Saturday, 11 June 2016

Star Trek at 50: Exploring the Final Frontier

In 1993, shortly after the launch of Star Trek: Deep Space Nine, Paramount Studios held a discussion with Rick Berman. Having two Star Trek TV shows on the air at the same time had proved to be unexpectedly successful, so they requested that Berman and his team produce a new series to directly replace Star Trek: The Next Generation when it concluded in the spring of 1994. Despite the prospective rigours of running two productions simultaneously for many years to come, Berman agreed to sit down with his writers and consult on ideas.

The cast of Star Trek: Voyager during its first season, which aired in 1995.

As with Deep Space Nine, Berman brought Michael Piller in on the discussions. Both were keen that the new series should have a female protagonist and involved TNG writer and producer Jeri Taylor in their meetings. Taylor's influence and suggestions became key, and she was officially credited as the co-creator and executive producer of the new series. They also decided that the new show should involve a starship, as a contrast to the station-bound DS9, but wanted something different to TNG. In particular, they were aware of the occasionally-voiced complaint that TNG spent very little time in all-new or unexplored space, "boldly going where no-one had gone before." They hit on the idea of stranding a Federation starship thousands of light-years from Federation territory and having to spend years getting home through uncharted space, with no starbases, friendly ships or allies to call upon.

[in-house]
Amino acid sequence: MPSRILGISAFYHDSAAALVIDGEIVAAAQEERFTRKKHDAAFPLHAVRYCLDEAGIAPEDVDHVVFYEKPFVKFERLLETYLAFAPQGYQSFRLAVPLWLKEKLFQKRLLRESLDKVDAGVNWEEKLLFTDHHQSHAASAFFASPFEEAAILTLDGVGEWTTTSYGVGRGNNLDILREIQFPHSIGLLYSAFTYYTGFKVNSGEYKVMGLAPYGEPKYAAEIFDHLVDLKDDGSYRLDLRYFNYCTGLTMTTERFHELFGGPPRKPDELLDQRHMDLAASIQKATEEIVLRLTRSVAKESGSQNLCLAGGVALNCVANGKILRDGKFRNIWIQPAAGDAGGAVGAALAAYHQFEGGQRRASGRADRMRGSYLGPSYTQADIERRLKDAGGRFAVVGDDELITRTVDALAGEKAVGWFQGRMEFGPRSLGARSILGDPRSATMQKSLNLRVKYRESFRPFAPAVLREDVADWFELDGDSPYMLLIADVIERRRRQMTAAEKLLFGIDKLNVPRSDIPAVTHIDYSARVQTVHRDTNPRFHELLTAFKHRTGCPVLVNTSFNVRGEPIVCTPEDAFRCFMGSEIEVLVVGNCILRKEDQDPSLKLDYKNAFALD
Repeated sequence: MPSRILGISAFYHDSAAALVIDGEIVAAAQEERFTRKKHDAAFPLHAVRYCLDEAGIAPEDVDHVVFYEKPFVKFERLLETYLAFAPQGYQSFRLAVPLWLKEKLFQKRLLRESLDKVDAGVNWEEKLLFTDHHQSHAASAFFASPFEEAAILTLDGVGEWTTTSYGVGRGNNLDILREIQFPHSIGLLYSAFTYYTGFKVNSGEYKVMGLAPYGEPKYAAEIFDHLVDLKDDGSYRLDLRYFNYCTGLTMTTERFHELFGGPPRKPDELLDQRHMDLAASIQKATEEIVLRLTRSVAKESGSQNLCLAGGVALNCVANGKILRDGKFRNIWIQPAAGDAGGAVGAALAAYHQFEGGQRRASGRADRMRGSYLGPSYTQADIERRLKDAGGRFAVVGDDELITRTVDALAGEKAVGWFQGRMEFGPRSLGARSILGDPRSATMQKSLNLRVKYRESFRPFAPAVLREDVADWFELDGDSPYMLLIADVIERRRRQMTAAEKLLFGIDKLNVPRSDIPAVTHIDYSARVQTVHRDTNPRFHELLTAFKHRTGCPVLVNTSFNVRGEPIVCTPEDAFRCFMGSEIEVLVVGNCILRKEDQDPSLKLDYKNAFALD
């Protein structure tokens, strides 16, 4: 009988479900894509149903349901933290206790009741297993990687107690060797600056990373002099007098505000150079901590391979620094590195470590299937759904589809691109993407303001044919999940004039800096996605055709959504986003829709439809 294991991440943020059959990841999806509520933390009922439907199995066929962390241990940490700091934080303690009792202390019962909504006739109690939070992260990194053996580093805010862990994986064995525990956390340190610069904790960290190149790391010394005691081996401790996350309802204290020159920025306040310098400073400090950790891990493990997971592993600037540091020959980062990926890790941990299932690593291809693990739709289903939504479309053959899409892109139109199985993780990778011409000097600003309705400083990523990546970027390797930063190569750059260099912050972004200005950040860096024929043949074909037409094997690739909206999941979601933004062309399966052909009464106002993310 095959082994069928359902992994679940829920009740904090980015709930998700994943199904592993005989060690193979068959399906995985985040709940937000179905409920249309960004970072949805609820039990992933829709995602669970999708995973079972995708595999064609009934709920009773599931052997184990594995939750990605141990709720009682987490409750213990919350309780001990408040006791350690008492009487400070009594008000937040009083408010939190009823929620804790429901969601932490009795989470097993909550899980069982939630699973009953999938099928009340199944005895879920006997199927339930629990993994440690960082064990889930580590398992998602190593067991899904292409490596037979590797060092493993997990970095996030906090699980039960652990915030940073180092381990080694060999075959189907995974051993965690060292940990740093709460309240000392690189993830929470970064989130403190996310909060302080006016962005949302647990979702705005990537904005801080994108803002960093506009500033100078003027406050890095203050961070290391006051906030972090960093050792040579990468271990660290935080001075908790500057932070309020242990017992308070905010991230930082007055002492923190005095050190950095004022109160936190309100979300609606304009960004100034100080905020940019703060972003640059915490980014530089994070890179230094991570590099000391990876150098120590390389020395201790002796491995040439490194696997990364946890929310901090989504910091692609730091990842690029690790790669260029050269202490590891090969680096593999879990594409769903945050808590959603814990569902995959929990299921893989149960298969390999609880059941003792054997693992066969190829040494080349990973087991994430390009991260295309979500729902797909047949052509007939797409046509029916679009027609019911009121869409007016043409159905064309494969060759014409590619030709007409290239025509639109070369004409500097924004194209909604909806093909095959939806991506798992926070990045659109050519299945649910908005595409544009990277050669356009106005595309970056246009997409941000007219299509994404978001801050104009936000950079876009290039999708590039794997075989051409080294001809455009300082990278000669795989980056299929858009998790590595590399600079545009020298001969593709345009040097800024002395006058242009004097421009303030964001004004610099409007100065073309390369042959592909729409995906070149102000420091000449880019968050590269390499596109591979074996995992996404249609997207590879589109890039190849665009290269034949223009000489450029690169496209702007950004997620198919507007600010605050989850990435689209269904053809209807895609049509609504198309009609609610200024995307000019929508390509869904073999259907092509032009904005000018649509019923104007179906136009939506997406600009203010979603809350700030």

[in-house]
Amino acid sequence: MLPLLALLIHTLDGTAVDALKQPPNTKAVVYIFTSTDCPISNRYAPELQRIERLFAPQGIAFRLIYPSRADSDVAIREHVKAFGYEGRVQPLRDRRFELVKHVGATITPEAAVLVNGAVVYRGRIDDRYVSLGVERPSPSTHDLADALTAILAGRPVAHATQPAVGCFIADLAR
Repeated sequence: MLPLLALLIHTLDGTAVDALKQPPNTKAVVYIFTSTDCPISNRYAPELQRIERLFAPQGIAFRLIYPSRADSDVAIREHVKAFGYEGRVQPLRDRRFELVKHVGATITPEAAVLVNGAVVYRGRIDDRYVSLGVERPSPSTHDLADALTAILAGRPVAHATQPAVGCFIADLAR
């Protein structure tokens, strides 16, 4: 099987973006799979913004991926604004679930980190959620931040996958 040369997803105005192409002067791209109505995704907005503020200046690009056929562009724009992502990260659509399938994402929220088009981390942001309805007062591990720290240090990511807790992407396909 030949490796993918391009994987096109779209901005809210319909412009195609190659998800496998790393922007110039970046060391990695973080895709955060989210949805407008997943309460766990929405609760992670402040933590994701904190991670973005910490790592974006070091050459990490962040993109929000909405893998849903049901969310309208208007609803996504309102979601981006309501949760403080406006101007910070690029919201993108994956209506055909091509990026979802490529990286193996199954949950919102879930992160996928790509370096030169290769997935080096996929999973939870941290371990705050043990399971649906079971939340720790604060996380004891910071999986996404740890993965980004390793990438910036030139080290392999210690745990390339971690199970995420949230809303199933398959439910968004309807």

The producers were concerned, as they had been on DS9, by Gene Roddenberry's maxim that there should be no interpersonal conflict between the Starfleet crewmembers. To overcome the hurdle, they decided that the crew of the new ship would be partly made up of members of the Maquis, a freedom-fighting organisation that had been resisting a peace treaty calling for several Federation colonies to be turned over to the Cardassians. The Maquis were set up during the closing episodes of TNG and throughout DS9's second and third seasons. This sense of conflict was enhanced by the addition of natives from the Delta Quadrant to the crew and the reintroduction of the Vulcans as a regular race, through crewman Tuvok. The producers were also keen to explore the notion of holograms and Starfleet computers being able to create true AI, so added the character of the Doctor, an emergency medical hologram who develops intelligence and apparent sentience as the series progresses.

The new ship was dubbed the USS Voyager and was described as a lot smaller than the Enterprise-D of TNG and less combat-focused than DS9's Defiant, but also a lot faster and more manoeuvrable than either. It was also focused more on exploration and science, a return to Star Trek's core principles.

The USS Voyager was a smaller ship than the Enterprise-D but was also more flexible and a faster design. The ship soon drew derision for its apparently infinite supply of shuttlecraft and for its pristine appearance even after seven years in deep space with no servicing or refitting.